Bado-Fralick then began working as an administrative assistant at Ohio State University. As she was working full-time, Bado-Fralick commuted to the university to earn her master’s degree in philosophy. Ohio State also has a policy where it lets its employees take one class a semester for free. Bado-Fralick took advantage of this policy and earned her interdisciplinary doctorate in philosophy, folklore and religious studies.

During the 10-year span when she was not in school, Bado-Fralick realized she was interested in religious studies and women’s studies, and began reading many books and essays on the topic. Before long, Bado-Fralick realized there was a future for her in studying women and religion.

“What’s interesting to me about religion are the things that people do; the way they live their lives, not so much text,” Bado-Fralick said. “For me, it’s much more about rituals and practices people do.”

Bado-Fralick’s studies focus mostly on how religious practices and rituals affect a person’s body, mind, and spirit. She has a special interest in how God/s affect a person’s life. Her first book, entitled “Coming to the Edge of the Circle: A Wiccan Initiation Ritual,” focuses on a specific initiation ritual done by a group of witches in northern Ohio. Bado-Fralick analyzed their rituals, and examined what is actually going on during the initiation process.

“Perhaps, by looking closely at particular forms of initiation, we can understand more about initiation in general,” Bado-Fralick said.

Bado-Fralick’s second book, written with Rebecca Sachs Norris, is entitled “Toying with God: The World of Religious Games and Dolls.” The book takes a look at the great variety of religious toys and games.

“There are all sorts of cool board games and dolls, just stuff you wouldn’t believe,” Bado-Fralick said. “[They’re] very much fun to look at and play with.”

Bado-Fralick has also written essays on religious rituals from different countries. Her research led her to the teachings of Japanese philosopher Kukai, the 8th century founder of Shingon Buddhism. Bado-Fralick continued studying Kukai’s philosophy cross-culturally.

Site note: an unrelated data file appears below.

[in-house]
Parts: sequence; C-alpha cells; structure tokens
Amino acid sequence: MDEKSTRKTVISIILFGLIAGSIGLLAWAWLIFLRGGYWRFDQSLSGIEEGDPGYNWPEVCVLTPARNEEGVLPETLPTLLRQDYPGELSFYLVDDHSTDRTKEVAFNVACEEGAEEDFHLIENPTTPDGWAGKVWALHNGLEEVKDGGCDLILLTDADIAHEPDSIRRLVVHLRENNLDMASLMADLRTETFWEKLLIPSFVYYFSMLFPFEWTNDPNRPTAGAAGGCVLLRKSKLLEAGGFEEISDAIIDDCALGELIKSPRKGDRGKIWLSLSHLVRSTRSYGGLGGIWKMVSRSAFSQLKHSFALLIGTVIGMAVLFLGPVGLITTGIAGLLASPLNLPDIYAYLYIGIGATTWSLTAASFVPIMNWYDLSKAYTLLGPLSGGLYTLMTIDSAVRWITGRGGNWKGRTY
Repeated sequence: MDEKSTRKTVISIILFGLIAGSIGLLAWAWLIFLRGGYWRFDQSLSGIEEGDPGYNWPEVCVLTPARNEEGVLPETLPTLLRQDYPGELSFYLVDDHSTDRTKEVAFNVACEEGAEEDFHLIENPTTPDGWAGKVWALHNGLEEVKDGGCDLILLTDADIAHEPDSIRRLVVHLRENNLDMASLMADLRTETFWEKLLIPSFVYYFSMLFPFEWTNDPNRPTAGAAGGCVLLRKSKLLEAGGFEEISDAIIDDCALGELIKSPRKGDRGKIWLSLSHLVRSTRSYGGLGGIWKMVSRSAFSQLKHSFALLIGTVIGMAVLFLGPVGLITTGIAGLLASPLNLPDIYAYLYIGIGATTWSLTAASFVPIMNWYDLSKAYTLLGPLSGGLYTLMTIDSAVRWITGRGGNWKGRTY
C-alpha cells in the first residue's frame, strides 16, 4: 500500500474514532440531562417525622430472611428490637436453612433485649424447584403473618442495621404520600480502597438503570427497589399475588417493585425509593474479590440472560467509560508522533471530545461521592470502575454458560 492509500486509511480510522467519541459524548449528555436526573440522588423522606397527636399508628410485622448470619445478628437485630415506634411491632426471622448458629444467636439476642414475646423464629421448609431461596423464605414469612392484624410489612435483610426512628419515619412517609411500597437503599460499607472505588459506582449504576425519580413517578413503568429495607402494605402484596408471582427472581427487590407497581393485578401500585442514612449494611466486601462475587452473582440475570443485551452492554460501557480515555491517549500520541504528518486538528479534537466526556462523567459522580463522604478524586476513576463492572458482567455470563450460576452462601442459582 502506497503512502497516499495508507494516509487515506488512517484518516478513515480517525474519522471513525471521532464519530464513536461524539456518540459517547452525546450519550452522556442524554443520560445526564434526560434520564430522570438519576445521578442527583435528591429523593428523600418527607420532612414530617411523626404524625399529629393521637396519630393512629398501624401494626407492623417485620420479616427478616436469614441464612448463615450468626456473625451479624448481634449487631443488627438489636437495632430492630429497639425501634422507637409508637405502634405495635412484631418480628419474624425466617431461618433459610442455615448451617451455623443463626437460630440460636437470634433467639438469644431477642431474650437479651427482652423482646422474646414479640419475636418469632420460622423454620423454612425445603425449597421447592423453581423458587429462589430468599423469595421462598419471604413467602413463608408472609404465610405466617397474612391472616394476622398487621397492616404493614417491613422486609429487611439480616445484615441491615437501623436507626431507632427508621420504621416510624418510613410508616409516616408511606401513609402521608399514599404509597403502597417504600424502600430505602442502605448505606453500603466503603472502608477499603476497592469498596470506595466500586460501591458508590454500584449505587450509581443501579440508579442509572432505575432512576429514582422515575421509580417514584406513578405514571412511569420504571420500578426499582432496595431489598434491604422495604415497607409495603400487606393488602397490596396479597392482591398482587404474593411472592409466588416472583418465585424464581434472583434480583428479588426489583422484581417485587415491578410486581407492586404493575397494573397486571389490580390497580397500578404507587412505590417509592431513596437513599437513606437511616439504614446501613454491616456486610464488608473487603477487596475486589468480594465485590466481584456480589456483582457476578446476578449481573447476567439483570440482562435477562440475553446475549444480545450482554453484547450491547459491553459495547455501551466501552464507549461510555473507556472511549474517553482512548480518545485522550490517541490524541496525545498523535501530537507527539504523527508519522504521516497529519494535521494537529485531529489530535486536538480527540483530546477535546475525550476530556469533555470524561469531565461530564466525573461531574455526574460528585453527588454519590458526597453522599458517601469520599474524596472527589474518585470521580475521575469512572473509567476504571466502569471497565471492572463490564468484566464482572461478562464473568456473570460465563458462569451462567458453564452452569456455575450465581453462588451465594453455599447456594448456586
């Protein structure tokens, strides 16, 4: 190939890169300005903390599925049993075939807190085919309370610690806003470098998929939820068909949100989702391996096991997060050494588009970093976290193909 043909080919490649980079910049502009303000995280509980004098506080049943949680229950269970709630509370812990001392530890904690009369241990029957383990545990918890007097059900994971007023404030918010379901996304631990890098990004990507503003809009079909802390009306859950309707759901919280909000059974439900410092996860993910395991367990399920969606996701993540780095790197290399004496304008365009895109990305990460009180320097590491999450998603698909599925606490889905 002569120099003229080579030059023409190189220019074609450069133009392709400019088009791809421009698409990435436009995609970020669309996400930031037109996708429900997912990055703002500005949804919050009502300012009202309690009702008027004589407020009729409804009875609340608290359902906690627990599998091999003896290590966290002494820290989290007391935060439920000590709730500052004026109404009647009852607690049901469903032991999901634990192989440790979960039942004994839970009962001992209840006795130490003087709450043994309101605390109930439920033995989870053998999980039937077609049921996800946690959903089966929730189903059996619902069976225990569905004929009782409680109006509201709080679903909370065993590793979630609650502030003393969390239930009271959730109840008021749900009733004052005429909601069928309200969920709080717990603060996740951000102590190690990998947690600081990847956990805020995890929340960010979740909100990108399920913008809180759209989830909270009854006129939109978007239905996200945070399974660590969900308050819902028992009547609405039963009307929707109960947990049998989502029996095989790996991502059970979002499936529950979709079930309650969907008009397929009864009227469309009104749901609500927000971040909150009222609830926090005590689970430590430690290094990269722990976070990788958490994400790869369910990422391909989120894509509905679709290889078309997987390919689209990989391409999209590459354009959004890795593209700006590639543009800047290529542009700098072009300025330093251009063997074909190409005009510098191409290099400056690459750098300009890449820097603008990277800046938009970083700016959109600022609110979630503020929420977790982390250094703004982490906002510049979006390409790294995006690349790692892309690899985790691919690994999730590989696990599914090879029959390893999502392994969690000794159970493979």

“Maybe we can find out a little bit more about the body and the body’s role in ritual practices if we take a look cross-culturally at the kind of things Kukai was talking about,” Bado-Fralick said.

As far as the future goes, Bado-Fralick would like to implement a more multimedia delivery system in teaching her classes. Since rituals are so prominent in religion, a visual component of teaching is essential.

“When you’re looking at rituals, you are essentially looking at a living, breathing phenomenon; you’re looking at what people are doing,” Bado-Fralick said. “If you can’t look, and if there are no people doing anything, you’ve got your imagination, but sometimes it’s hard to imagine what you have never seen.”

Bado-Fralick believes philosophy, religious studies and women’s studies are very important to everyday life. For instance, Bado-Fralick realized how androcentrism — the practice, conscious or otherwise, of placing male human beings or the masculine point of view at the center of one’s view of the world and its culture and history — can affect people on a very personal level after three doctors in two states failed to analyze a heart problem because “women don’t get heart attacks.” Fortunately, she believes, people are better informed today.

“These subjects are really expansive; they’re far-reaching,” Bado-Fralick said. “They affect how you live, and they affect how life happens in some ways.”